Two months later in a Montserrat cottage, near Barcelona, Joe carried his laptop to the table where Melanie was working. She clicked on an internet tab as he approached. Tattooed warriors filled her screen. Joe leaned over her shoulder.
‘Vikings? And I thought you were crunching numbers,’ he said. ‘Hey, take a look, this water analysis invoice seems high.’
‘Oh yeah, I asked for additional analysis.’
‘Ok, could you write up a justification to include with the next progress report? You know, the McGlucken Foundation is a bit anal on costs.’
Melanie nodded. He kissed the top of her head and grabbed a granola bar off the table. Did he have to wear those old jeans and worn out fleece all the time? She watched two retreating calluses peek through his wool socks. When Joe was out of the room, she pulled up the analysis results, continued to add them to a new Excel sheet.
They were near Aberdeen when Melanie mentioned their first anniversary. She suggested a week in London to celebrate.
‘The crowds, pollution?’ Joe said from the couch. ‘No way. How about the Hebrides?’
‘Come on: sleep on 500-thread count sheets, eat in restaurants with a decent wine list.’ She sat next to him, leaned her head on his shoulder. ‘And we could take care of some business too.’
‘What do you mean?’
‘My contract is up. I’ve made an appointment with a lawyer so we can renegotiate terms.’
‘You mean renew.’
‘Joe, this year has been great. I’m happy to continue taking care of the data, but I need to do something for myself.’ Melanie walked to the kitchen table, opened her messenger bag, and pulled out a fat plastic folder. ‘I’ve registered a flavoured fog water company.’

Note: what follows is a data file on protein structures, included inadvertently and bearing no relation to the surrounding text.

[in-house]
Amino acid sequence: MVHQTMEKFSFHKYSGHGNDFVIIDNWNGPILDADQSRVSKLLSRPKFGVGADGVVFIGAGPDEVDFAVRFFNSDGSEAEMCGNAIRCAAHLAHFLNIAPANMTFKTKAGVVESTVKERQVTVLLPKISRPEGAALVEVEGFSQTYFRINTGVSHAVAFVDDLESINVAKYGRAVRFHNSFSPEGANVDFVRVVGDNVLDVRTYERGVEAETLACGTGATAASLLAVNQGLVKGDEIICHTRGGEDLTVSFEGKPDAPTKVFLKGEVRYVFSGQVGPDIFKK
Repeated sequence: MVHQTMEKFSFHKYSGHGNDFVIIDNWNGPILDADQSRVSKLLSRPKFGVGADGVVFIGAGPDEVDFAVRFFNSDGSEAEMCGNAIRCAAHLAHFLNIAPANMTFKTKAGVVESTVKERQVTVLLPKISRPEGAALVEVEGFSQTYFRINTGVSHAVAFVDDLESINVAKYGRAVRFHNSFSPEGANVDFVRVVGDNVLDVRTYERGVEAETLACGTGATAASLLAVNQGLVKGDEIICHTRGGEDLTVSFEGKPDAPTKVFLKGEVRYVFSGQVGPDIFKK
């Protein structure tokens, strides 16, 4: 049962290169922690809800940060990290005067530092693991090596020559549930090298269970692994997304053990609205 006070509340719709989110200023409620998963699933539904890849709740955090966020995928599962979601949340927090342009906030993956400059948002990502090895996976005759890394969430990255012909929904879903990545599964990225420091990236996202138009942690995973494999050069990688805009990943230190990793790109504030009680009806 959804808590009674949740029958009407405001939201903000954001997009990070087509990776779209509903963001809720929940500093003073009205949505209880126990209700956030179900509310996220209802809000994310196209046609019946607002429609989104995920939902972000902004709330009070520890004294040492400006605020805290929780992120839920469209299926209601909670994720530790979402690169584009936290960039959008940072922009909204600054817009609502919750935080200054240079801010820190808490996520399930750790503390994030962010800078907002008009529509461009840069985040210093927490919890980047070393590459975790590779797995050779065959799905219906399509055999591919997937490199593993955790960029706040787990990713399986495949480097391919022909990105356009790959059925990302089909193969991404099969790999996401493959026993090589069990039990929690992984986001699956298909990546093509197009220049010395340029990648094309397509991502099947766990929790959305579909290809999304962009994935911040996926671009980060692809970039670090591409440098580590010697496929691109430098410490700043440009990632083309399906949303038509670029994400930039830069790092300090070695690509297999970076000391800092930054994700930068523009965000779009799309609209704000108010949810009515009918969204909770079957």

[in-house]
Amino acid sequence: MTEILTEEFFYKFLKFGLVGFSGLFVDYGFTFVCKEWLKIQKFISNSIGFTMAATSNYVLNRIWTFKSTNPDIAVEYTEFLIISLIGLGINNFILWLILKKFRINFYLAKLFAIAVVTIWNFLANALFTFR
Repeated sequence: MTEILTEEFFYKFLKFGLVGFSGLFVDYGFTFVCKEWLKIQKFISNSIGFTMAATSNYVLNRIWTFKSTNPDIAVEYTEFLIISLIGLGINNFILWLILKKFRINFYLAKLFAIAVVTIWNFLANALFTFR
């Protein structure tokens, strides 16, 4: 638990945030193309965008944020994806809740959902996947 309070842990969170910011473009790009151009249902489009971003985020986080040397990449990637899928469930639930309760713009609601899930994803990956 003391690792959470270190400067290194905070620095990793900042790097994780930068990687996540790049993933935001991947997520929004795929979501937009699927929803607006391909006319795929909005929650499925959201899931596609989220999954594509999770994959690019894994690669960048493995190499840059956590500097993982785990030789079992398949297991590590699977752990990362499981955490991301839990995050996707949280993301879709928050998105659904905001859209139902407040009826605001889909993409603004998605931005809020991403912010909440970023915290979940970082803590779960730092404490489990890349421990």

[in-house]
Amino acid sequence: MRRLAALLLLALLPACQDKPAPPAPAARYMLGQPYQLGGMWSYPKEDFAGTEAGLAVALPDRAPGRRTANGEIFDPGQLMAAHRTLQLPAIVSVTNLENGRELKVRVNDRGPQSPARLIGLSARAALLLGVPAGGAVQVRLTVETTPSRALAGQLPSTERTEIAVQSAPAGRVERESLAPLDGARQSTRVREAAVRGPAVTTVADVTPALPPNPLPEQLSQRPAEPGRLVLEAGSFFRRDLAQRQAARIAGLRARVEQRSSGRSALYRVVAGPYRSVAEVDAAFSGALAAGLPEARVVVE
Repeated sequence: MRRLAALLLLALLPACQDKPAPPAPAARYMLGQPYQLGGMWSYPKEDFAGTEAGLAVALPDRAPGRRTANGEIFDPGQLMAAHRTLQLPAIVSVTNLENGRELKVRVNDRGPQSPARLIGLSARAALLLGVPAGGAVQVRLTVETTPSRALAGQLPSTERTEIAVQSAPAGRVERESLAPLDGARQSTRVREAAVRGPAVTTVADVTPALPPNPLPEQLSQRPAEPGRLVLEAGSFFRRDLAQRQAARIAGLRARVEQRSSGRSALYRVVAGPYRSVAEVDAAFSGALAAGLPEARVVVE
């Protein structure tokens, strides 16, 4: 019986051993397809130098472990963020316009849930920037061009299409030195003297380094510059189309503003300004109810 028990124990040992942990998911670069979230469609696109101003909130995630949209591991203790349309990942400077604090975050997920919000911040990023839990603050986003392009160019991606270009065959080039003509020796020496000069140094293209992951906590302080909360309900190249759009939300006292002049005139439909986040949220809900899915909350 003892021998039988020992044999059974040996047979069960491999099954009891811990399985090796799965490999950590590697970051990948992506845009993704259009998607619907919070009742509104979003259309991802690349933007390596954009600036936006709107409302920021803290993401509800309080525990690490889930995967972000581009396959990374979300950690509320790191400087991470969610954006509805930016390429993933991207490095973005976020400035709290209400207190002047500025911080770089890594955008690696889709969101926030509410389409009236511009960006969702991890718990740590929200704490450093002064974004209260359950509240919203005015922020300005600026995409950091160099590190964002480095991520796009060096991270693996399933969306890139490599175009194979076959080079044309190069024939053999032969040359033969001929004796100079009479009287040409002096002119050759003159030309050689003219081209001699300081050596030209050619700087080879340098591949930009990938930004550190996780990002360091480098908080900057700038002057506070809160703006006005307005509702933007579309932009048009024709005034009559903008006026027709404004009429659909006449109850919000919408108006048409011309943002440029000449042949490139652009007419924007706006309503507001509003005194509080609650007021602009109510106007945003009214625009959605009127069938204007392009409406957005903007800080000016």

‘What?’ He sat up.
She explained that with the unique flavours each fog created she saw an opportunity for a luxury water range. He’d handle the technical side; she’d do the rest. Her parents had been working on the purported benefits of various botanicals and offered an empty stone barn for her HQ.
‘So I can visit you, and of course I want to see some of those amazing locations where the water is sourced, but I’ll be based in Dorset from now on.’
‘Haven’t you been busy double-jobbing.’ His voice sounded taut. He gripped the edge of the couch with both hands. ‘I thought you hated Dorset.’
‘I never hated Dorset, just needed to see the world a bit I guess. Last time we visited my parents I realised how peaceful it is there. With the right funds, I could renovate, modernise my parents’ place.’
‘And be exactly the kind of bourgeois bitch you used to make fun of in San Francisco.’
Joe stood up, snatched a couch cushion and flung it against the wall. He paced the room, one hand rubbing his chin. Melanie backed into a corner. She had often teased him, calling him ‘Mr Zen’, as nothing seemed to upset him. She didn’t recognise this flush-faced, panting man. At last he stopped, palms flat on the table and shook his head.
‘You can’t. You just can’t.’
‘Joe, what’s wrong?’
‘You’re my talisman,’ he said. ‘You’ve logged the data. Yields increase 500 to 700 per cent when you’re with me. That’s why they’ve sent us to the most challenging spots.’
‘Don’t be ridiculous.’
‘You’re the data analyst. You know it’s true.’